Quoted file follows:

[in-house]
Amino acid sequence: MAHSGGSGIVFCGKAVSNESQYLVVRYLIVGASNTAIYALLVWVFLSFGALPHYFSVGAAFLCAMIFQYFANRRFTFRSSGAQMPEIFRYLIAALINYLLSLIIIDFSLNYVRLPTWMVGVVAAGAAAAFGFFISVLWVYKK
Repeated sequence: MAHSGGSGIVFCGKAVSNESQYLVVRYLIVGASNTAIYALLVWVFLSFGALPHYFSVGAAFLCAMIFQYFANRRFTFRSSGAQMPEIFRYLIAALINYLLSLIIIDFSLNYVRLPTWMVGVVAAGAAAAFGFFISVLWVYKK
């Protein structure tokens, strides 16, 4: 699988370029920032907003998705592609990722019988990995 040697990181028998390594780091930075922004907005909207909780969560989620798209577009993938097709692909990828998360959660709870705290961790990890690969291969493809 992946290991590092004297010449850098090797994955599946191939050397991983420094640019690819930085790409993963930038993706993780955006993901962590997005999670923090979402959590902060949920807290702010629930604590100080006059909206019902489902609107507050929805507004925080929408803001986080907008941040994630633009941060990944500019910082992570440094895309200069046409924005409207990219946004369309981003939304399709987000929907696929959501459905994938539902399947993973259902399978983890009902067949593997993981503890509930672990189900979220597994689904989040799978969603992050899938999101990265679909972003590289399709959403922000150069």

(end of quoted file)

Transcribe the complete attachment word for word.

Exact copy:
[in-house]
Amino acid sequence: MAHSGGSGIVFCGKAVSNESQYLVVRYLIVGASNTAIYALLVWVFLSFGALPHYFSVGAAFLCAMIFQYFANRRFTFRSSGAQMPEIFRYLIAALINYLLSLIIIDFSLNYVRLPTWMVGVVAAGAAAAFGFFISVLWVYKK
Repeated sequence: MAHSGGSGIVFCGKAVSNESQYLVVRYLIVGASNTAIYALLVWVFLSFGALPHYFSVGAAFLCAMIFQYFANRRFTFRSSGAQMPEIFRYLIAALINYLLSLIIIDFSLNYVRLPTWMVGVVAAGAAAAFGFFISVLWVYKK
């Protein structure tokens, strides 16, 4: 699988370029920032907003998705592609990722019988990995 040697990181028998390594780091930075922004907005909207909780969560989620798209577009993938097709692909990828998360959660709870705290961790990890690969291969493809 992946290991590092004297010449850098090797994955599946191939050397991983420094640019690819930085790409993963930038993706993780955006993901962590997005999670923090979402959590902060949920807290702010629930604590100080006059909206019902489902609107507050929805507004925080929408803001986080907008941040994630633009941060990944500019910082992570440094895309200069046409924005409207990219946004369309981003939304399709987000929907696929959501459905994938539902399947993973259902399978983890009902067949593997993981503890509930672990189900979220597994689904989040799978969603992050899938999101990265679909972003590289399709959403922000150069």